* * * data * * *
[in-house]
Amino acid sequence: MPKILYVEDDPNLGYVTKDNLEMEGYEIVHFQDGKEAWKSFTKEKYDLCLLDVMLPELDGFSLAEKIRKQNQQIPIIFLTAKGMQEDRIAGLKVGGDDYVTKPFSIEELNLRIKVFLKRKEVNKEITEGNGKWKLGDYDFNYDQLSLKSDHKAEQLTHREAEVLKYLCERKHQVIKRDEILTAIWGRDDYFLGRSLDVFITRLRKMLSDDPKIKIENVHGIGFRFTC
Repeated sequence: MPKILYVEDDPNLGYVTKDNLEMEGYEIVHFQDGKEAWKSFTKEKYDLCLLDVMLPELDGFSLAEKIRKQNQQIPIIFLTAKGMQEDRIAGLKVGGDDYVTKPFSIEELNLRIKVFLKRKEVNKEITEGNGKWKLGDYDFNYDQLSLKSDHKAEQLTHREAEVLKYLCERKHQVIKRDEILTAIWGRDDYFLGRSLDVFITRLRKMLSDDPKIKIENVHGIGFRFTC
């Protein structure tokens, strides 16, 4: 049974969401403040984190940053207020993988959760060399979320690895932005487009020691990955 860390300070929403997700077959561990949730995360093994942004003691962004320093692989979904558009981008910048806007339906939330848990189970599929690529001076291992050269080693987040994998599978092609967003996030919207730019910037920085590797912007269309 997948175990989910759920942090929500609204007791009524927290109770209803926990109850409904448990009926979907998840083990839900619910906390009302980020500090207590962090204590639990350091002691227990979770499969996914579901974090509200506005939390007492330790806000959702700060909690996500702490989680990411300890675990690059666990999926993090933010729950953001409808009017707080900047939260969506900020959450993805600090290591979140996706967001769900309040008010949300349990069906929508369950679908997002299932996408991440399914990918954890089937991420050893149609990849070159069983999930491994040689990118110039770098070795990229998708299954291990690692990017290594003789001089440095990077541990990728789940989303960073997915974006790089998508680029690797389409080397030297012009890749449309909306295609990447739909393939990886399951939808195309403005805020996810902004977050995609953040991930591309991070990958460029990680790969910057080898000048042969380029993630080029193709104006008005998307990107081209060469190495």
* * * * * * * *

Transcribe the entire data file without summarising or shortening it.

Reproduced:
[in-house]
Amino acid sequence: MPKILYVEDDPNLGYVTKDNLEMEGYEIVHFQDGKEAWKSFTKEKYDLCLLDVMLPELDGFSLAEKIRKQNQQIPIIFLTAKGMQEDRIAGLKVGGDDYVTKPFSIEELNLRIKVFLKRKEVNKEITEGNGKWKLGDYDFNYDQLSLKSDHKAEQLTHREAEVLKYLCERKHQVIKRDEILTAIWGRDDYFLGRSLDVFITRLRKMLSDDPKIKIENVHGIGFRFTC
Repeated sequence: MPKILYVEDDPNLGYVTKDNLEMEGYEIVHFQDGKEAWKSFTKEKYDLCLLDVMLPELDGFSLAEKIRKQNQQIPIIFLTAKGMQEDRIAGLKVGGDDYVTKPFSIEELNLRIKVFLKRKEVNKEITEGNGKWKLGDYDFNYDQLSLKSDHKAEQLTHREAEVLKYLCERKHQVIKRDEILTAIWGRDDYFLGRSLDVFITRLRKMLSDDPKIKIENVHGIGFRFTC
């Protein structure tokens, strides 16, 4: 049974969401403040984190940053207020993988959760060399979320690895932005487009020691990955 860390300070929403997700077959561990949730995360093994942004003691962004320093692989979904558009981008910048806007339906939330848990189970599929690529001076291992050269080693987040994998599978092609967003996030919207730019910037920085590797912007269309 997948175990989910759920942090929500609204007791009524927290109770209803926990109850409904448990009926979907998840083990839900619910906390009302980020500090207590962090204590639990350091002691227990979770499969996914579901974090509200506005939390007492330790806000959702700060909690996500702490989680990411300890675990690059666990999926993090933010729950953001409808009017707080900047939260969506900020959450993805600090290591979140996706967001769900309040008010949300349990069906929508369950679908997002299932996408991440399914990918954890089937991420050893149609990849070159069983999930491994040689990118110039770098070795990229998708299954291990690692990017290594003789001089440095990077541990990728789940989303960073997915974006790089998508680029690797389409080397030297012009890749449309909306295609990447739909393939990886399951939808195309403005805020996810902004977050995609953040991930591309991070990958460029990680790969910057080898000048042969380029993630080029193709104006008005998307990107081209060469190495």